Pulling “a Holekamp”

I attended high school (that school being Indian Springs School, a remarkable educational institution with interesting stories to tell that I’ll save for other blog entries) with a funny and creative fellow with the memorable name of Bill Jones.

Bill and I lost touch with each other after graduation, but through ISS alumni newsletters I learned as years passed that he was devoting his working life to service as a Presbyterian minister in Tennessee. Having retired from that noble endeavor now, he has moved on to a second calling as a teller of tales on the storytelling circuit.

Recently (thanks to the good offices of Google) Bill reestablished contact with me and I learned that he has produced an array of CD recordings of his accounts of life experiences that are regularly performed live before audiences around the country.

Which brings me to today’s topic. There is a bit player named "Howard" who is cited in passing in his tale of a long and long ago canoe trip Bill undertook with fellow ISS students in Quetico Provincial Park, a wondrous Canadian wilderness preserve north of Minnesota. That "Howard" in Bill’s story would be me.

Listening to Bill’s CD put me in a nostalgic mood, in the throes of which I have dug out the diary I myself kept during the same summer adventure described by my storytelling friend (who carried a more high-tech memory aid than I did into the woods: a trusty 8mm movie camera). I share with you today one of my journal’s anecdotes about our trek through the roadless lake country up north.

July 12, 1961

On about the second day out, Jay Holekamp got a little too close to the water while drinking and fell in. I didn’t see this; but it was described as a very dramatic immersion, with Jay fighting for balance while slowly slipping in; and everyone regretted that Bill Jones had not been nearby to capture the scene with his movie camera. Ever since, the action of accidentally falling partially or wholly into the water has been dubbed as “pulling a Holekamp," and Jay has pulled at least two more of them since.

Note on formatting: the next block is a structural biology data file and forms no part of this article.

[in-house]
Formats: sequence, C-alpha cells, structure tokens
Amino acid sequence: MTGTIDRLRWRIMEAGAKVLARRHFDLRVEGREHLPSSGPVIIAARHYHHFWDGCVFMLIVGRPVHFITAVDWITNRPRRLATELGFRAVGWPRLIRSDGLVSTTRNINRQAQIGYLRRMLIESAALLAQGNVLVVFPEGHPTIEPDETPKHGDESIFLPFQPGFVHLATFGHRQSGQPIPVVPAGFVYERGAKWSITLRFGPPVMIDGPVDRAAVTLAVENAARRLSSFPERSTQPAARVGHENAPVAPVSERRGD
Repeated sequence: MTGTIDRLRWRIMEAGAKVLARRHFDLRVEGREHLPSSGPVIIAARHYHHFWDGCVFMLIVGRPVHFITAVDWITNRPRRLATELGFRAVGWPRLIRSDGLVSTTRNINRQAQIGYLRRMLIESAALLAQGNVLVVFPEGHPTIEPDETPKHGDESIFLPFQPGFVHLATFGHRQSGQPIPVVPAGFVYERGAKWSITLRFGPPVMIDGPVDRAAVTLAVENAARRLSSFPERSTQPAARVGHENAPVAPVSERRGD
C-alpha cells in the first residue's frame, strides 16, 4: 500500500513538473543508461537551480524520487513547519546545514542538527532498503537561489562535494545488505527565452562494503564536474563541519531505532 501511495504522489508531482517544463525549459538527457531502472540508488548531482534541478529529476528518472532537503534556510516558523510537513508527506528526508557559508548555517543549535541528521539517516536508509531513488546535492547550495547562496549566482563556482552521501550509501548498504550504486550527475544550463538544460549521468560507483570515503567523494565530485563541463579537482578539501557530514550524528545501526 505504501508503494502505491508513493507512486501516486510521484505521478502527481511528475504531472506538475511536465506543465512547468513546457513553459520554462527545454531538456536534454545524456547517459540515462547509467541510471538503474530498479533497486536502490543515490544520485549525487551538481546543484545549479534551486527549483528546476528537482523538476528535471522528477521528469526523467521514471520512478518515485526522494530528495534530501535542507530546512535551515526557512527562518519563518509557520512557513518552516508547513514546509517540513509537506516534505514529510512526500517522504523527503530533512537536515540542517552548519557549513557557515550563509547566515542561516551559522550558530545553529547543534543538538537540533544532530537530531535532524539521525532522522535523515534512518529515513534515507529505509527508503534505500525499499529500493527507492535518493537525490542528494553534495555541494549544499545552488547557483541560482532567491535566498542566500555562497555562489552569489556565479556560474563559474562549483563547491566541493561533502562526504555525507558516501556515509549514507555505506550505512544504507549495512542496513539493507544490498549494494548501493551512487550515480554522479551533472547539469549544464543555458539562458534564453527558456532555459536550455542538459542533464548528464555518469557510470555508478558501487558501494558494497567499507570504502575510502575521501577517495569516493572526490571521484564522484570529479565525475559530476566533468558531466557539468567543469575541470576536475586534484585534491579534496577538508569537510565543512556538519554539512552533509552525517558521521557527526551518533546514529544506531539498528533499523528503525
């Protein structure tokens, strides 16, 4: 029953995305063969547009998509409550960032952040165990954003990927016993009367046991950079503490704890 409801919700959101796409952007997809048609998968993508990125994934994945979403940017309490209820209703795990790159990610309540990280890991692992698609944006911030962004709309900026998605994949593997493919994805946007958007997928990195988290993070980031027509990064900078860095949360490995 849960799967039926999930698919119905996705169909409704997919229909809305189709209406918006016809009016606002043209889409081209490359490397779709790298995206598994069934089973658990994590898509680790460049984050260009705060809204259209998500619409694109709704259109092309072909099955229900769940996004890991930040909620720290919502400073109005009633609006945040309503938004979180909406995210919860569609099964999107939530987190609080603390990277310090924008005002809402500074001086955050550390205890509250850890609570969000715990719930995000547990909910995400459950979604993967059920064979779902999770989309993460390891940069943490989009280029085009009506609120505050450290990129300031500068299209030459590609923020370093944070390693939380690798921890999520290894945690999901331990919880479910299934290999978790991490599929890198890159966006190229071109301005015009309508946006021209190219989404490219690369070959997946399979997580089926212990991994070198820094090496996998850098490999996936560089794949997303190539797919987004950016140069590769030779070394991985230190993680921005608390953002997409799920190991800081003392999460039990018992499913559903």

Somehow out of this grew a game which several of the campers are continually playing. Any unfortunate and embarrassing accident wins a number of "points” for the victim, the value of points being obscure yet the collection of points being a matter of pride. The value of "pulling a Holekamp" varies with the degree of the mishap — slipping and wetting a foot is worth a paltry 5-or-so points, while a grand total of from 50 to 100 goes to the lucky fellow who plunges headfirst into the lake with a kettle of chicken soup. (Yesterday it was unanimously agreed that anyone dying on the trip would win the game. In the event of multiple deaths, the most points would go to the one who suffered the most!)

At the moment, to my knowledge, Jay himself is in the lead, but John Terry is not far behind. John got a big boost in points when he stepped in a cherry pie this morning.

Our 1961 canoe trip (untertaken under the expert guidance of Bob Pieh and his son Jerry (the onetime headmaster at Milton Academy), easily wins the title of the most outdoorsy and physically demanding experience of my nerdy cartoonist’s life.

I both treasure the memory and would never dream of asking my body to do that much paddling, portaging, and aching again!

But that doesn’t mean that the cry of a loon or an unexpected moose sighting won’t always get my wilderness-loving juices flowing.

Hands off ANWR, Mr. Prez!

Above: myself and Bill Jones as immortalized in our Indian Springs student newspaper.

About Howard

I'm a cartoonist and writer, best known for my graphic novel, Stuck Rubber Baby, and my comic strip from the 1980s, Wendel.
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One Response to Pulling “a Holekamp”

  1. Jay Holekamp says:

    Greetings Howard, Last week my younger brother Harry and I visited the Minnesota Outward Bound base camp outside of Ely. Nothing remains of what was there in the summer of ’61 but the lake, river and the big rock. The black flies and mosquitoes are still as fierce. brgds, Jay